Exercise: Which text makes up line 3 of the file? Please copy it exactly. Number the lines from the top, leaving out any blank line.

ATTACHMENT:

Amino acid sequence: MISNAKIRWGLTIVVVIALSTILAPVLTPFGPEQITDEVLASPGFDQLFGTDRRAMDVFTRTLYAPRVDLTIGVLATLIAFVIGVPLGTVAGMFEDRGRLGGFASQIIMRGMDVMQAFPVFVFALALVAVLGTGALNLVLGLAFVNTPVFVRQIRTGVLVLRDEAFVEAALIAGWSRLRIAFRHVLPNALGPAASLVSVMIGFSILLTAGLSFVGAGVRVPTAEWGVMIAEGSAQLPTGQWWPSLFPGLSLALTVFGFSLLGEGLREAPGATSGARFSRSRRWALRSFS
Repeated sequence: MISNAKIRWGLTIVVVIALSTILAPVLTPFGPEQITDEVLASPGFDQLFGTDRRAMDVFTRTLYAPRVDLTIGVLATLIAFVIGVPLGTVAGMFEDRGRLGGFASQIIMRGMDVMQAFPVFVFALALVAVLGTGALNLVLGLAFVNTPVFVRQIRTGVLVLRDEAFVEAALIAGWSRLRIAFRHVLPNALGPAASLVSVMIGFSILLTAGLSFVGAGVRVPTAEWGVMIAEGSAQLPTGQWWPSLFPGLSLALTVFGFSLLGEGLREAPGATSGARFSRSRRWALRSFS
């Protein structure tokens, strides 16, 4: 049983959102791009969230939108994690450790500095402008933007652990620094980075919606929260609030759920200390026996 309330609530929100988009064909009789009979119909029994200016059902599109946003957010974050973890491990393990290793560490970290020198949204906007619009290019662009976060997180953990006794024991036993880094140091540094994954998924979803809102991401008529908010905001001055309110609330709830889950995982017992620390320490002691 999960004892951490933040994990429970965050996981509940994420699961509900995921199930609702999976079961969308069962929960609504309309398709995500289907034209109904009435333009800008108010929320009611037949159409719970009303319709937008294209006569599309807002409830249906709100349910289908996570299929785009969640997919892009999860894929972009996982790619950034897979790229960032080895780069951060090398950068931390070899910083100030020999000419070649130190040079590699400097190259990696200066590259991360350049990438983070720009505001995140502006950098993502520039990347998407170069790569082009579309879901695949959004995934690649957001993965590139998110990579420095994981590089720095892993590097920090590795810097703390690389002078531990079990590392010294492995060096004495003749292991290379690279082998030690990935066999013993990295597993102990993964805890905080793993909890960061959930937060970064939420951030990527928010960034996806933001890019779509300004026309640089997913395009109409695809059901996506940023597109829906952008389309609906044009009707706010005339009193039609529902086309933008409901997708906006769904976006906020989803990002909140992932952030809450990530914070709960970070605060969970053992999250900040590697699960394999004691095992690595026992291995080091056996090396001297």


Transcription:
């Protein structure tokens, strides 16, 4: 049983959102791009969230939108994690450790500095402008933007652990620094980075919606929260609030759920200390026996 309330609530929100988009064909009789009979119909029994200016059902599109946003957010974050973890491990393990290793560490970290020198949204906007619009290019662009976060997180953990006794024991036993880094140091540094994954998924979803809102991401008529908010905001001055309110609330709830889950995982017992620390320490002691 999960004892951490933040994990429970965050996981509940994420699961509900995921199930609702999976079961969308069962929960609504309309398709995500289907034209109904009435333009800008108010929320009611037949159409719970009303319709937008294209006569599309807002409830249906709100349910289908996570299929785009969640997919892009999860894929972009996982790619950034897979790229960032080895780069951060090398950068931390070899910083100030020999000419070649130190040079590699400097190259990696200066590259991360350049990438983070720009505001995140502006950098993502520039990347998407170069790569082009579309879901695949959004995934690649957001993965590139998110990579420095994981590089720095892993590097920090590795810097703390690389002078531990079990590392010294492995060096004495003749292991290379690279082998030690990935066999013993990295597993102990993964805890905080793993909890960061959930937060970064939420951030990527928010960034996806933001890019779509300004026309640089997913395009109409695809059901996506940023597109829906952008389309609906044009009707706010005339009193039609529902086309933008409901997708906006769904976006906020989803990002909140992932952030809450990530914070709960970070605060969970053992999250900040590697699960394999004691095992690595026992291995080091056996090396001297």